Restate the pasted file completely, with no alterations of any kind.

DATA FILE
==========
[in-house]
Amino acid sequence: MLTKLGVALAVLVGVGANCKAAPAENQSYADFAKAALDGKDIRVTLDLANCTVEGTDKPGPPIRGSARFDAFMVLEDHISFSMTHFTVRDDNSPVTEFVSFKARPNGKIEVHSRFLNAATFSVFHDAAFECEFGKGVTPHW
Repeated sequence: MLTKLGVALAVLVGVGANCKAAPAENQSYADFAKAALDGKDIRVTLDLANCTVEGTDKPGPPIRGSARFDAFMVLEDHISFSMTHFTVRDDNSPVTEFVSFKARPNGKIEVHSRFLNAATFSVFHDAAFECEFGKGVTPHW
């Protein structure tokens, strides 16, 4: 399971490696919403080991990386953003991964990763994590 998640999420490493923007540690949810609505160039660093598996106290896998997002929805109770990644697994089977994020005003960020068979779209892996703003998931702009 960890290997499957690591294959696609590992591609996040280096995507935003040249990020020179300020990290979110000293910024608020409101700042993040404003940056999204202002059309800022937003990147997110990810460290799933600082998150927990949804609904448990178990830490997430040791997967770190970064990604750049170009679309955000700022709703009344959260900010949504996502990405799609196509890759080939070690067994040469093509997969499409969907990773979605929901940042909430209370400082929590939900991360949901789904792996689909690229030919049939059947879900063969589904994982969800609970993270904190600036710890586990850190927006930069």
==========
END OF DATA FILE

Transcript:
[in-house]
Amino acid sequence: MLTKLGVALAVLVGVGANCKAAPAENQSYADFAKAALDGKDIRVTLDLANCTVEGTDKPGPPIRGSARFDAFMVLEDHISFSMTHFTVRDDNSPVTEFVSFKARPNGKIEVHSRFLNAATFSVFHDAAFECEFGKGVTPHW
Repeated sequence: MLTKLGVALAVLVGVGANCKAAPAENQSYADFAKAALDGKDIRVTLDLANCTVEGTDKPGPPIRGSARFDAFMVLEDHISFSMTHFTVRDDNSPVTEFVSFKARPNGKIEVHSRFLNAATFSVFHDAAFECEFGKGVTPHW
């Protein structure tokens, strides 16, 4: 399971490696919403080991990386953003991964990763994590 998640999420490493923007540690949810609505160039660093598996106290896998997002929805109770990644697994089977994020005003960020068979779209892996703003998931702009 960890290997499957690591294959696609590992591609996040280096995507935003040249990020020179300020990290979110000293910024608020409101700042993040404003940056999204202002059309800022937003990147997110990810460290799933600082998150927990949804609904448990178990830490997430040791997967770190970064990604750049170009679309955000700022709703009344959260900010949504996502990405799609196509890759080939070690067994040469093509997969499409969907990773979605929901940042909430209370400082929590939900991360949901789904792996689909690229030919049939059947879900063969589904994982969800609970993270904190600036710890586990850190927006930069």